Year of Birth: Somewhere between 1998 and 2000
Colour and Markings: Flaxen chestnut with two socks and a star, interrupted stripe and snip
Breed: GOK (Goodness Only Knows)
Discipline: Western trail rides
Skye is the indomitable warrior queen of the little herd. Proud, fiery, willing, courageous, game for anything and ferociously loyal, she’s been my horse, my confidante and my friend since I was seven.
My parents got her for me about ten years ago, on a late autumn day I will never forget. She was the first horse whose eyes I looked into to see the stars. We picked her up for R2250 (less than $200) from a farmer who was selling out his stock and took her home, where our journey began.
It was a typical green horse, green rider situation. She was somewhere between four and six years old, half-backed, and impossible to catch. I was a clueless, gawky first-grader who’d learnt pretty much everything I knew about horses from The Best Book of Ponies. By all the rules, it should never have worked. God does not play by man’s rules. It was a match made in Heaven.
I basically grew up on her back; she helped the Mutterer to teach me to ride when I was about ten and from then on my butt and her spine were pretty much fused together. We lived in our own special world, accessible only to a child and a horse; we explored the entire farm and I probably gave my guardian angel grey hairs because I never hesitated, never bothered with a saddle and would try anything. Since she would try anything, too, we spent a lot of time leaping over banks, galloping flat-out and running through water. She played the roles of unicorn, pegasus, valiant steed and even the bottom half of a centaur a few times; I was a prince or a fairy or a knight or the top half of a centaur.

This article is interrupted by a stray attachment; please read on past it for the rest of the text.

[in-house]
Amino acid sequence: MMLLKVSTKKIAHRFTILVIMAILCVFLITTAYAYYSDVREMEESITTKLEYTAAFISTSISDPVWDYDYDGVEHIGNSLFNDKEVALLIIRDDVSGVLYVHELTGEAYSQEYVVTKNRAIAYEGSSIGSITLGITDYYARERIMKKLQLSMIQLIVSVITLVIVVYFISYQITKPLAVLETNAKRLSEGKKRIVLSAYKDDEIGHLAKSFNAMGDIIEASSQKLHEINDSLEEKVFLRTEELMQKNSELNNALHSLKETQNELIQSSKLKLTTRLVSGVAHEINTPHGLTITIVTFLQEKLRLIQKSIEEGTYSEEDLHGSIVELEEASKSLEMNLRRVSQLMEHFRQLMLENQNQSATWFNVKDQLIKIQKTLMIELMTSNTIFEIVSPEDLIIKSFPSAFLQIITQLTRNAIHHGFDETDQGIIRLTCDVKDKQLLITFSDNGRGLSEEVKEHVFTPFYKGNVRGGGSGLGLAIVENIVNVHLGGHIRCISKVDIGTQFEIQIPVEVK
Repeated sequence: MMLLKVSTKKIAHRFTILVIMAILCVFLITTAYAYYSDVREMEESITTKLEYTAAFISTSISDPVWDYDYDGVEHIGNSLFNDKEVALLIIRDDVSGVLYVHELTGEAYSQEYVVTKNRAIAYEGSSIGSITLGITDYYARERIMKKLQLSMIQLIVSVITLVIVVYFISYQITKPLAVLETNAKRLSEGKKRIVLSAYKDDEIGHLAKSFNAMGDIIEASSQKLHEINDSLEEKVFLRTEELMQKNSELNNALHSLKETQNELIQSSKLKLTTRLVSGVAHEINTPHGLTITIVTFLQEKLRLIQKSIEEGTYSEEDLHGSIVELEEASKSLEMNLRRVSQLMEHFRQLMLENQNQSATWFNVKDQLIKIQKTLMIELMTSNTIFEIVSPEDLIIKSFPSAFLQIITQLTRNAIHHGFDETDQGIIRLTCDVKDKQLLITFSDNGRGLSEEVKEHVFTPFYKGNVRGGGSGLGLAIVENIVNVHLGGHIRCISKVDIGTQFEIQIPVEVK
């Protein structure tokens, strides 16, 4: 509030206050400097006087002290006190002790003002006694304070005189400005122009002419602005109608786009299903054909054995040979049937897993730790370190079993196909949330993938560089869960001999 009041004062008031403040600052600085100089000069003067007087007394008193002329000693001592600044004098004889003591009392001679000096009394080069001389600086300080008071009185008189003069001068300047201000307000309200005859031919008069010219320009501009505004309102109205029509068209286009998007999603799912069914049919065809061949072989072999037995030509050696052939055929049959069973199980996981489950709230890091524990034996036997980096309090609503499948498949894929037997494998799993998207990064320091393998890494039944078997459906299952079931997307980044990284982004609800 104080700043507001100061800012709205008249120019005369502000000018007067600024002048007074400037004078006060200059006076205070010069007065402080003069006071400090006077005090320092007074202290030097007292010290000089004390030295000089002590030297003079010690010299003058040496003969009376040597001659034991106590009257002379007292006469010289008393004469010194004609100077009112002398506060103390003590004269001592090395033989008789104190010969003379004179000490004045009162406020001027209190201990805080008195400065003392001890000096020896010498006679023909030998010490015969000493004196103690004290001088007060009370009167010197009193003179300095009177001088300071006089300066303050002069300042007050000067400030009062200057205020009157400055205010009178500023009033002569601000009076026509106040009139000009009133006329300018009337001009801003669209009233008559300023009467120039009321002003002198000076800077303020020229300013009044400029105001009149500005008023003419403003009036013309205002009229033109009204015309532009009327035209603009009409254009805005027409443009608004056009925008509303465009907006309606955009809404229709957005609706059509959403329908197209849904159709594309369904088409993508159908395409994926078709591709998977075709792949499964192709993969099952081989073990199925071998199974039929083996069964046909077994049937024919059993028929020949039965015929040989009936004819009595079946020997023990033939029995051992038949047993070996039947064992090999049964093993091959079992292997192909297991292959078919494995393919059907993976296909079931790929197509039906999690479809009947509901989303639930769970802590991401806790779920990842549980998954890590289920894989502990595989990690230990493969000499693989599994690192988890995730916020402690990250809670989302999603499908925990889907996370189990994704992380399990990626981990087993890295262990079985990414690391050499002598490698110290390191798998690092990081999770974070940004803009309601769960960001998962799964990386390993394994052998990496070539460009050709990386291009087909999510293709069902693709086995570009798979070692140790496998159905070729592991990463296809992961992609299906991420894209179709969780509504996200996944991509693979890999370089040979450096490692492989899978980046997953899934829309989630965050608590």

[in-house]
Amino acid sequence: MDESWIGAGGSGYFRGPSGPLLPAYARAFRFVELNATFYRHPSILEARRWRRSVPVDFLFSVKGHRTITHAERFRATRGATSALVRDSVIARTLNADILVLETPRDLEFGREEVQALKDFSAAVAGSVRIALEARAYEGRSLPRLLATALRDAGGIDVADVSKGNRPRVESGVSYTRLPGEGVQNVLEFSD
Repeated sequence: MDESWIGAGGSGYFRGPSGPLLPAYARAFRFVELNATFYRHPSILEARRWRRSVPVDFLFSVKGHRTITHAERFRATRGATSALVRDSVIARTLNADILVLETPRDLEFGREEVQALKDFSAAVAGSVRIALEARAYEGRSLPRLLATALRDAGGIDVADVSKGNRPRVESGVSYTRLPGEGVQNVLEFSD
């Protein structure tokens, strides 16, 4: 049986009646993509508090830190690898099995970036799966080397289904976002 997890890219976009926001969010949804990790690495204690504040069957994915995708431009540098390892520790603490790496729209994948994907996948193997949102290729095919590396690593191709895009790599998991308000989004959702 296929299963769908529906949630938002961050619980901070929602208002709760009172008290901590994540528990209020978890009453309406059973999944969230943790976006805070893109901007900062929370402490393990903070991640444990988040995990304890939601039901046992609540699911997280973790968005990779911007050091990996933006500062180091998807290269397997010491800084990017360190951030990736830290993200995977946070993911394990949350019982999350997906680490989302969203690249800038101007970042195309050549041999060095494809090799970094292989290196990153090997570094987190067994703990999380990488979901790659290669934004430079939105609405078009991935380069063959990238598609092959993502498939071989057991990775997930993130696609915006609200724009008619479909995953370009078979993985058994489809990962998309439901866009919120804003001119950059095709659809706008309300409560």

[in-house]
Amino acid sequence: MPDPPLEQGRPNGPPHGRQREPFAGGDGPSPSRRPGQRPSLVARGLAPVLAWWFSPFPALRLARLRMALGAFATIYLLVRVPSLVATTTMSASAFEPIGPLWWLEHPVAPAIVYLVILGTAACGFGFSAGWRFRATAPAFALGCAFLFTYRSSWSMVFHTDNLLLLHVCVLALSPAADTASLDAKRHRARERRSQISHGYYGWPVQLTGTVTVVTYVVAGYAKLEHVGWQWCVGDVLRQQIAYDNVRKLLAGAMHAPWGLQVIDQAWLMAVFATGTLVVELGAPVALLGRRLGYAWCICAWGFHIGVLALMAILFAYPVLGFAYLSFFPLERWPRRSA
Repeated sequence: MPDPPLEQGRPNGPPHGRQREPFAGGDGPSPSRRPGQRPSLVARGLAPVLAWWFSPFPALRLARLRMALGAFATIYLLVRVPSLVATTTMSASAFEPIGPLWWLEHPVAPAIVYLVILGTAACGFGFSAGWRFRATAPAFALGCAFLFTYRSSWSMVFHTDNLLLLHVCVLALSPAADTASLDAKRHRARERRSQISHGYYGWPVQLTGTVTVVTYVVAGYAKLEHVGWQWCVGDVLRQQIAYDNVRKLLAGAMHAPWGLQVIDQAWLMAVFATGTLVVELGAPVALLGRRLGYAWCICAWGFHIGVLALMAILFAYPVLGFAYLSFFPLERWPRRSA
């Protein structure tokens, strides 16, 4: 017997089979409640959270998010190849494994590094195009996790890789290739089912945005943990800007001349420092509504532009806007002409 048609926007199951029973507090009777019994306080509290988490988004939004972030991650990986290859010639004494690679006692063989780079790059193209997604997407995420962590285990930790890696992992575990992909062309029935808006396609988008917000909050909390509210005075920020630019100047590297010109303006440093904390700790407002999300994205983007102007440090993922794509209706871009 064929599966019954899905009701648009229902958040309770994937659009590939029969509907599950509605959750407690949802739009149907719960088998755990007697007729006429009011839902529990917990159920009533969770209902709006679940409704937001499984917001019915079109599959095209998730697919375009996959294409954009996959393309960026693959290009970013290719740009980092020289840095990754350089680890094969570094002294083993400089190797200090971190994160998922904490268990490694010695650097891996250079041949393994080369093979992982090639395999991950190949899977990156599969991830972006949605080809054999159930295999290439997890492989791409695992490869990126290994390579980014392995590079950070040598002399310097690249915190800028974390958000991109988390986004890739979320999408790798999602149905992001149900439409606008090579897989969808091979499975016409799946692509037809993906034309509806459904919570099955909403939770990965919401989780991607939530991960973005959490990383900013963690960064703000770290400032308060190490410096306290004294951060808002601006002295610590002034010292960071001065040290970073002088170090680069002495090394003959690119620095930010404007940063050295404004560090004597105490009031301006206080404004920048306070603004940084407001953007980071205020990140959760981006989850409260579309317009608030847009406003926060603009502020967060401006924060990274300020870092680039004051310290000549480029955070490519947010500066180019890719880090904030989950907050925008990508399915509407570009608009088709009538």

Skye was there for everything from my first preteen temper tantrum to my first pimple to my first kiss. She’s been my friend for so long that I don’t remember a time before her.
I’d pretty much outgrown the magical kingdom stage, and had started to look for a real magic kingdom, when Skye came down with Africa’s killer disease, AHS. The vet told me the mortality rate was 50%; for certain strains, it was 90%. By the grace of God, my charger pulled through and bounced back to full health and strength; in the process, I learned that when you hit rock bottom, Jesus is your rock. I prayed the prayer of faith, and Jesus saved my soul.
Skye is still my confidante and friend. Although she’s in her mid teens, she still charges through life with undiminished spirit and bravery. She’s getting a little fat and arthritic, so rides are mostly just walking hacks around the farm, but after a long day of horse work it’s exactly what I need. Our friendship remains a bright flame in my life, and I thank God for my undeserved blessings less than I should.